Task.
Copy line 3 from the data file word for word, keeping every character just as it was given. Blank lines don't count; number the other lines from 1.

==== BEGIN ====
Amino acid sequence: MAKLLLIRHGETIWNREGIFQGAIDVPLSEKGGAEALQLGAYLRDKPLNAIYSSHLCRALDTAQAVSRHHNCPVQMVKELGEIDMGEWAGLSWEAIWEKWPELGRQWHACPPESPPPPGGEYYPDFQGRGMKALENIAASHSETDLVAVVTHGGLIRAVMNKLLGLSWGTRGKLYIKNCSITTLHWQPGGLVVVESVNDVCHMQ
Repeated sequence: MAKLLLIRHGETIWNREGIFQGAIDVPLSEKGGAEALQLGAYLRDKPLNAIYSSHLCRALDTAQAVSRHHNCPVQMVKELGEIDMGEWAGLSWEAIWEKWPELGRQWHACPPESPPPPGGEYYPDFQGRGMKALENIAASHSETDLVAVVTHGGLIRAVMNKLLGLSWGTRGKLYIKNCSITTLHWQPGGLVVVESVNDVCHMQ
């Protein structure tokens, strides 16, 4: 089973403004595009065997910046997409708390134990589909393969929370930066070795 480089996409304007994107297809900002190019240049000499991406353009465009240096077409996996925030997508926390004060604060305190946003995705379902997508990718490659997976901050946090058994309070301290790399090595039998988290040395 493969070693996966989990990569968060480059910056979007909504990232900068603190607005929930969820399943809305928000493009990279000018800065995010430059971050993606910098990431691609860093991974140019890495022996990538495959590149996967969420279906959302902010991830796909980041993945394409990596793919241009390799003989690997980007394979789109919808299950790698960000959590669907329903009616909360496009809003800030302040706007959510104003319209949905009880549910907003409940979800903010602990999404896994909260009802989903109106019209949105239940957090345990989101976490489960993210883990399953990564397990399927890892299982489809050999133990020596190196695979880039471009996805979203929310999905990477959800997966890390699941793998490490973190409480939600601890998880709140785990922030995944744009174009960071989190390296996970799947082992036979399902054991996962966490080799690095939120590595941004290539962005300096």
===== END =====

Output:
């Protein structure tokens, strides 16, 4: 089973403004595009065997910046997409708390134990589909393969929370930066070795 480089996409304007994107297809900002190019240049000499991406353009465009240096077409996996925030997508926390004060604060305190946003995705379902997508990718490659997976901050946090058994309070301290790399090595039998988290040395 493969070693996966989990990569968060480059910056979007909504990232900068603190607005929930969820399943809305928000493009990279000018800065995010430059971050993606910098990431691609860093991974140019890495022996990538495959590149996967969420279906959302902010991830796909980041993945394409990596793919241009390799003989690997980007394979789109919808299950790698960000959590669907329903009616909360496009809003800030302040706007959510104003319209949905009880549910907003409940979800903010602990999404896994909260009802989903109106019209949105239940957090345990989101976490489960993210883990399953990564397990399927890892299982489809050999133990020596190196695979880039471009996805979203929310999905990477959800997966890390699941793998490490973190409480939600601890998880709140785990922030995944744009174009960071989190390296996970799947082992036979399902054991996962966490080799690095939120590595941004290539962005300096």